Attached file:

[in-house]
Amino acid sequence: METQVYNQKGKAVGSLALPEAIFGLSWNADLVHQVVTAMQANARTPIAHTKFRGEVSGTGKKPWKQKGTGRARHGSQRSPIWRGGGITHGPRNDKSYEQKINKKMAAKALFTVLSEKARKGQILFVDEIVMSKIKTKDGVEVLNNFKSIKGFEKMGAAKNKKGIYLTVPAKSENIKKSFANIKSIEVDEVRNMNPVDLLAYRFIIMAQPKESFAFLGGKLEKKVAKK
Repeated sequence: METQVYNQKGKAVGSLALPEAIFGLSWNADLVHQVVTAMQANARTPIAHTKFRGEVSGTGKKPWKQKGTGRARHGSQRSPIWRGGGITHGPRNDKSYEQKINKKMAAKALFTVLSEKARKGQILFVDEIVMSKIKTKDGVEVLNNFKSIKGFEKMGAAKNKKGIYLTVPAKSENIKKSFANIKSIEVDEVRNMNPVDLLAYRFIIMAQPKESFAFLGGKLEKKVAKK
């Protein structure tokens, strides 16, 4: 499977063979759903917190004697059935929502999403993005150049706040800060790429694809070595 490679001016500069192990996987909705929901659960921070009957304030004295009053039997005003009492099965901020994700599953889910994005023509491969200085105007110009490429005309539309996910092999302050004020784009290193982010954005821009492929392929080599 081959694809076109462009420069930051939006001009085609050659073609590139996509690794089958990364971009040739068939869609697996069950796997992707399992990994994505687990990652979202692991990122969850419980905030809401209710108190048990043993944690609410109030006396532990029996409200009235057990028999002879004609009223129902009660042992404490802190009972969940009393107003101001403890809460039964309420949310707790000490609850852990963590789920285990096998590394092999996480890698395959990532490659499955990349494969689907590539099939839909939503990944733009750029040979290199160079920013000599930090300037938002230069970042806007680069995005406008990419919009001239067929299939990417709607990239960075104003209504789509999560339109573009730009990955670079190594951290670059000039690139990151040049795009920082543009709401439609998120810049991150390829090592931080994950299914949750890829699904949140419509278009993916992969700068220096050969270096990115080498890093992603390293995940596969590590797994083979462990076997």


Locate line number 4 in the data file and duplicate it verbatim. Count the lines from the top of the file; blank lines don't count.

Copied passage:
């Protein structure tokens, strides 16, 4: 499977063979759903917190004697059935929502999403993005150049706040800060790429694809070595 490679001016500069192990996987909705929901659960921070009957304030004295009053039997005003009492099965901020994700599953889910994005023509491969200085105007110009490429005309539309996910092999302050004020784009290193982010954005821009492929392929080599 081959694809076109462009420069930051939006001009085609050659073609590139996509690794089958990364971009040739068939869609697996069950796997992707399992990994994505687990990652979202692991990122969850419980905030809401209710108190048990043993944690609410109030006396532990029996409200009235057990028999002879004609009223129902009660042992404490802190009972969940009393107003101001403890809460039964309420949310707790000490609850852990963590789920285990096998590394092999996480890698395959990532490659499955990349494969689907590539099939839909939503990944733009750029040979290199160079920013000599930090300037938002230069970042806007680069995005406008990419919009001239067929299939990417709607990239960075104003209504789509999560339109573009730009990955670079190594951290670059000039690139990151040049795009920082543009709401439609998120810049991150390829090592931080994950299914949750890829699904949140419509278009993916992969700068220096050969270096990115080498890093992603390293995940596969590590797994083979462990076997």